Recent research from NASA suggests that these dust particles, once settled on the ocean water’s surface, block out some of the sunlight which in turn cools the water. In 2006, there were significantly more dust storms in the Sahara which scientists think may explain the generally quiet 2006 hurricane season. More dust storms would yield more airborne particles which in turn would settle on and cool the ocean surface. Since hurricanes thrive off of warm water, the cooler water would hinder the development of strong and more frequent hurricanes. However, some scientists debate on whether or not the Saharan dust is enough to influence such large storms and claim that the quiet 2006 hurricane season was due more to the effects of El Niño.
Nevertheless, airborne dust and sand that originated from the Sahara do in fact affect the planet’s weather. In addition to travelling west over the Atlantic, airborne dust is also known to travel east, out of the Sahara and eventually all the way across the Pacific Ocean where it ends its journey in California in the form of precipitation. In this case, the dust becomes airborne and somewhat trapped in the atmosphere where it acts as nuclei within clouds. The particles initiate the crystallization of ice and then once the cloud has reached its saturation point, the frozen particles are released as rain, snow, or hail.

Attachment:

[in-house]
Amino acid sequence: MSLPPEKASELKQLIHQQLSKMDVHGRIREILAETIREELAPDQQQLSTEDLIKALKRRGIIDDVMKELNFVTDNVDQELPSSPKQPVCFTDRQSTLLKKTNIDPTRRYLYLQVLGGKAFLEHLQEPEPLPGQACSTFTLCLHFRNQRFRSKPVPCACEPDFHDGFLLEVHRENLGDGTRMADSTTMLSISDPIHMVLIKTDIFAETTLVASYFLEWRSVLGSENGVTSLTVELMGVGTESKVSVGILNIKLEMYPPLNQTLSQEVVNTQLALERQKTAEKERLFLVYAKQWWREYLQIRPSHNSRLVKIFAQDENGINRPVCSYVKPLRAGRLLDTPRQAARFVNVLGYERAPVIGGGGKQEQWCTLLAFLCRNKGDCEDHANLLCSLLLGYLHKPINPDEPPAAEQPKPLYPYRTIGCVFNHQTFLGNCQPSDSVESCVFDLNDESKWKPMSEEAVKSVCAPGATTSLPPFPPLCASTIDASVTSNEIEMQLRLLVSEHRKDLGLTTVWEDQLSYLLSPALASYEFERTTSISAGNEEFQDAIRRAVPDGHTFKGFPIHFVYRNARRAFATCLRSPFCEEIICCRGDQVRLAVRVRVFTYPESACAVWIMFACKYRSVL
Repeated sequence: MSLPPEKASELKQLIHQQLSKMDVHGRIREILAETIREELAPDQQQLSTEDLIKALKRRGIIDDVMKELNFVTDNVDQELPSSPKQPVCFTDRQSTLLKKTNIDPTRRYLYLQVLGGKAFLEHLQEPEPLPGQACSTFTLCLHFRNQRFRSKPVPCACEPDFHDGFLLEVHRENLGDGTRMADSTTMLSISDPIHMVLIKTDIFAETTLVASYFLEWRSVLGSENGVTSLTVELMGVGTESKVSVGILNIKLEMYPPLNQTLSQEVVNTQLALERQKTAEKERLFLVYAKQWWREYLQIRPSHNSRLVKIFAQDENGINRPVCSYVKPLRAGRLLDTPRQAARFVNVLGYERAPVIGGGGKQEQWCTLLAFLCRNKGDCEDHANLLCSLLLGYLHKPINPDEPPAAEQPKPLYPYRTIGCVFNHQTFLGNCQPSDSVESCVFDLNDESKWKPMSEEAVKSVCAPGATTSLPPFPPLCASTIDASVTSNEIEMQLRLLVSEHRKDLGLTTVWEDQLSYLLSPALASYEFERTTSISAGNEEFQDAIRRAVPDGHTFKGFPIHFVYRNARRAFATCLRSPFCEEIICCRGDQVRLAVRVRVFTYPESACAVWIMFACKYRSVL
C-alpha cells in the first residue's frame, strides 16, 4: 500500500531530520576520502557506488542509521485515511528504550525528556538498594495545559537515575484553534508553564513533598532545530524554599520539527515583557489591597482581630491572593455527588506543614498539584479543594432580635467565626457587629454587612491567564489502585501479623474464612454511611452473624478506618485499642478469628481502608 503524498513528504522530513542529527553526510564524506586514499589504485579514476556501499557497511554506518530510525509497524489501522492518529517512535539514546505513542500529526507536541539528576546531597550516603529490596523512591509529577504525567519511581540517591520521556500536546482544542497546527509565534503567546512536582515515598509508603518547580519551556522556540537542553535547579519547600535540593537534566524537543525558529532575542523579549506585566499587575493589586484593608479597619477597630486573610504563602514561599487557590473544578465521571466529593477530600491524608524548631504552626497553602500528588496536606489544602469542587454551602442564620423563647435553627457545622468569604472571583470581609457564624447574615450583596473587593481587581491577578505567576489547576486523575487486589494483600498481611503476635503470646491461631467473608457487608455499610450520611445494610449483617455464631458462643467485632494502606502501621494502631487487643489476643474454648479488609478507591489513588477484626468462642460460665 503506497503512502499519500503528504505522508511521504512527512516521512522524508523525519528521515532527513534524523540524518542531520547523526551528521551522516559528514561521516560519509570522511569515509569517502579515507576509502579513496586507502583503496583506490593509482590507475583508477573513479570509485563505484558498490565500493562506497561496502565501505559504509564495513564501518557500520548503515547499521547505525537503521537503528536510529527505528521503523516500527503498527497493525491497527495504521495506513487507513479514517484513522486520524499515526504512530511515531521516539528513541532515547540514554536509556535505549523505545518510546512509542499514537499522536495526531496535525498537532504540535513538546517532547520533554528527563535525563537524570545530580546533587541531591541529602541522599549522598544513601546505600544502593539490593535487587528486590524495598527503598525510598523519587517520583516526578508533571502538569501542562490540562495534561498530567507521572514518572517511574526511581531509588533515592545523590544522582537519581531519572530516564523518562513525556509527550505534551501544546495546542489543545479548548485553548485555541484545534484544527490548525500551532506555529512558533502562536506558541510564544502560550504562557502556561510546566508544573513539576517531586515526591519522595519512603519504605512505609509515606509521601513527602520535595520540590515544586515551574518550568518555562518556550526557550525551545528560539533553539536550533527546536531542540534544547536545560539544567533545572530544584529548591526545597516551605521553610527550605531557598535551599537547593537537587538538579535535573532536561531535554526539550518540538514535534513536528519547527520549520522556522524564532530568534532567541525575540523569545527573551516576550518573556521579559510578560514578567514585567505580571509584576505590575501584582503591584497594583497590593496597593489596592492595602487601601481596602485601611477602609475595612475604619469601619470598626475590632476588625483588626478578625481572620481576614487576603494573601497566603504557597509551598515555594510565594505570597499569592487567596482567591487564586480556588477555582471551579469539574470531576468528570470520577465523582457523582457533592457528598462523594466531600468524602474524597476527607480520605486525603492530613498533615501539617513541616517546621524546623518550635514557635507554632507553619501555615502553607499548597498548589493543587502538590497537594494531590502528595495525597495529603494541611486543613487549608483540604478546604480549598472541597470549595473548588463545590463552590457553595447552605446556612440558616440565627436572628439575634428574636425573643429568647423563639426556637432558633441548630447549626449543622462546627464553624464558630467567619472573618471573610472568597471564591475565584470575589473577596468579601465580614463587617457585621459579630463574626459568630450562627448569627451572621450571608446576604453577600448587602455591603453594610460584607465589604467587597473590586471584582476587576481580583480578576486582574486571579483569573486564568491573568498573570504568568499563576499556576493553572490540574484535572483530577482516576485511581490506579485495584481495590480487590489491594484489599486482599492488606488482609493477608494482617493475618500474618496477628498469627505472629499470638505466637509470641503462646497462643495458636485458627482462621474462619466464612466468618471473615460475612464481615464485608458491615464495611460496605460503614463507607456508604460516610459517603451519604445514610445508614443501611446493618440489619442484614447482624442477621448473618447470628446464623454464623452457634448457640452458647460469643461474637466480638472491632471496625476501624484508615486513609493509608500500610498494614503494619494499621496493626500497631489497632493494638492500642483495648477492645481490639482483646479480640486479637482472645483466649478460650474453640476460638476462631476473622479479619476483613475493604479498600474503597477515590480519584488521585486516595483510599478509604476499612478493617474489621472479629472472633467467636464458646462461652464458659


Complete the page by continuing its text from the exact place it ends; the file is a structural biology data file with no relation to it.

So next time you witness a snowstorm, consider that at the center of each snowflake there may or may not be a tiny sand or dust particle that traveled from the Sahara, thousands of miles through the atmosphere and across the Pacific, just to land on your sleeve; a primal example of how our planet is interconnected even on the tiniest of levels.
Andre Kuipers / ESA / NASA